Addressing Consumer Confidence in IoT and What This Means for Consumer Product OEMs

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4Q 2018 | IN-5253

In any forum or discussion, definitions are critical as they enable a common understanding of a word or subject. The world of technology is no different, and discussions regarding technologies such as the Internet of Things (IoT) are usually prefaced by an attempt from each party to understand how the other side defines the terms being discussed. Otherwise, it soon becomes apparent that there is a gap between how the terms are used by one side and how the other side actually understands them.

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Defining the Internet of Things

NEWS


In any forum or discussion, definitions are critical as they enable a common understanding of a word or subject. The world of technology is no different, and discussions regarding technologies such as the Internet of Things (IoT) are usually prefaced by an attempt from each party to understand how the other side defines the terms being discussed. Otherwise, it soon becomes apparent that there is a gap between how the terms are used by one side and how the other side actually understands them.

Recent article titles such as “IoT Failures Plague 64% of Users Worldwide” and “IoT failures plague most users worldwide” create a sort of temporary panic. A closer inspection reveals that, in this particular instance, “IoT users” include only consumer IoT users and not enterprise or industrial users, and the term “failures” includes any perceived performance issue on the part of the user. While the actual reality is far from dire, as these hyperbolic and clickbaity article titles would suggest, the underlying issues that consumer IoT manufacturers and solution providers need to address are not only delivering consumer-ready applications that meet consumer needs and expectations but also, more importantly, helping both consumers and providers understand what these expectations are.

A Lack of Consumer Confidence

IMPACT


Both of the abovementioned article titles reference Dynatrace’s recently conducted IoT Consumer Confidence Report, where 10,000 consumers were surveyed to understand their IoT experiences and understanding of smartwatches, smart thermostats, smart meters, connected automobiles, and smart kitchen appliances. While relatively few consumers surveyed actually use these devices, the majority of those that did use them reported having performance issues of some kind—generally meaning that their expectations of these devices and solutions were not being met. More importantly, the survey revealed that there is a large level of distrust in these solutions from nonusers. Eighty-five percent of respondents feared that self-driving car malfunctions would lead to high-speed collisions, while 62% stated they would not trust IoT devices to administer medication. Even if these “smart” solutions do drastically reduce automobile fatality or medical error rates, they are still incredibly novel. Even the smallest of errors seems to overshadow the fact that, in the United States, there were over 40,000 automotive fatalities last year and the third-leading cause of death is medical error. There is an inherent gap in consumer understanding of these solutions that results in a sort of technophobia—an irrational backlash against these technologies that providers somehow need to combat rationally. Moving forward, solution providers need to more effectively address safety, privacy, and performance issues to drive consumer IoT adoption, to ensure that their solutions are marketed accurately, and to ensure that consumers are adequately educated.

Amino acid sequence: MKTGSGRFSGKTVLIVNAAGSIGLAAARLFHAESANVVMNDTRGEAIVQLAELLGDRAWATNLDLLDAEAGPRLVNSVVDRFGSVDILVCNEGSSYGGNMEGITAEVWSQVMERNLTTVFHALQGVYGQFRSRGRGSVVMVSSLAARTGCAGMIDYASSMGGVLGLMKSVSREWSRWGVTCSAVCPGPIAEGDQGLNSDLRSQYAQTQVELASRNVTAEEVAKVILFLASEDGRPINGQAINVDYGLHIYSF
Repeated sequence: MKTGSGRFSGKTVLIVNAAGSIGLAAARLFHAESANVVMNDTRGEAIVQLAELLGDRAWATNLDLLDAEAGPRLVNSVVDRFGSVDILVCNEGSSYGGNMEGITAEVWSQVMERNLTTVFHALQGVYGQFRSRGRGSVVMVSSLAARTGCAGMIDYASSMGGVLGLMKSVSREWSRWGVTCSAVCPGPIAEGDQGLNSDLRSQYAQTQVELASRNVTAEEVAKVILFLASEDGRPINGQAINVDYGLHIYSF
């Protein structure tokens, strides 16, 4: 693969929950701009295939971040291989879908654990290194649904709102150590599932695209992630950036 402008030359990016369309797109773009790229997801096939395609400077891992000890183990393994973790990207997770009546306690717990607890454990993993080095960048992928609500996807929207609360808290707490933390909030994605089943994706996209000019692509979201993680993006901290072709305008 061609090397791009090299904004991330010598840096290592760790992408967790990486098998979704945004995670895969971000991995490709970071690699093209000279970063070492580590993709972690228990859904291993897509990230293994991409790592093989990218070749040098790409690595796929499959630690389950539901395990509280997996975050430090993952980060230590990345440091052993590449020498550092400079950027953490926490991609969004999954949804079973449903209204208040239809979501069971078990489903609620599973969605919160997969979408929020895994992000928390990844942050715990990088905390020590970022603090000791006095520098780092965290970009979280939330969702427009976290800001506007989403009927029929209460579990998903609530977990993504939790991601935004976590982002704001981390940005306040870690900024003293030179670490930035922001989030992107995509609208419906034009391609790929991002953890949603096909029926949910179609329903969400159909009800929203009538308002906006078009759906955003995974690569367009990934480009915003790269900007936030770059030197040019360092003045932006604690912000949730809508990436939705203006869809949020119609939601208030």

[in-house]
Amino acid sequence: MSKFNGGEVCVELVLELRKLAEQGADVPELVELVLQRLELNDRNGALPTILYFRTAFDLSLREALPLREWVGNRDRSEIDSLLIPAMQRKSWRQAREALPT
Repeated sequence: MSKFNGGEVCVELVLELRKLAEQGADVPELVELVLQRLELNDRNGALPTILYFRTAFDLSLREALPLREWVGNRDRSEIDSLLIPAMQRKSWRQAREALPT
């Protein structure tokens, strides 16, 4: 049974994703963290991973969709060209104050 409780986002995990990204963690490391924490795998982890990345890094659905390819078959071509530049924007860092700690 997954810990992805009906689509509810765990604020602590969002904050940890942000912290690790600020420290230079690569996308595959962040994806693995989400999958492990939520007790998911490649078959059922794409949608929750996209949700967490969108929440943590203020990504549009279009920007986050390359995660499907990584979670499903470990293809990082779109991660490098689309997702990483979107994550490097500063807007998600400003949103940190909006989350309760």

Educating End Users

RECOMMENDATIONS


Unfortunately, there is a complicating factor. Consumers often want the lowest-cost product, which does not always translate into the solution with the best experience. This is not as much of an issue for some of the higher-end solutions. However, for lower-end solutions, this price pressure means that certain solution components, such as user education or security, are often neglected by creating a watered-down product that the consumer expects but for which the consumer is unwilling to pay. As a result, many manufacturers are moving toward the lower end of the market in order to sell higher volumes at lower costs. These off-the-shelf smart home devices and systems have brought increased competition to the market while falling short of the value that more expensive installer entertainment systems provide. As the costs associated with creating and operating these connected devices decrease while the capabilities increase, there will be a rise in the number of consumer IoT experiences. ABI Research predicts that there will be 4.5 billion global smart home installations by 2022.

Manufacturers of these solutions need to be clear about both the benefits and shortcomings their solutions provide and ensure that end users understand these benefits and shortcomings. For higher-end companies such as Creston, ELAN, and AMX, this translates into educating the consumer during the professional installation process. For off-the-shelf providers like Amazon and Google, this translates into having dedicated customer support resources available for end users. Mid-range solutions have not fared as well; middle-market solutions such as Prodigy and System Builder are being discontinued due to the difficulties inherent with providing enough value and functionality to justify a higher price over lower-end solutions while still remaining attractive to consumers. Regardless of which market is targeted, providers need to make sure that end users are educated in the technology and rightfully understand solution expectations.

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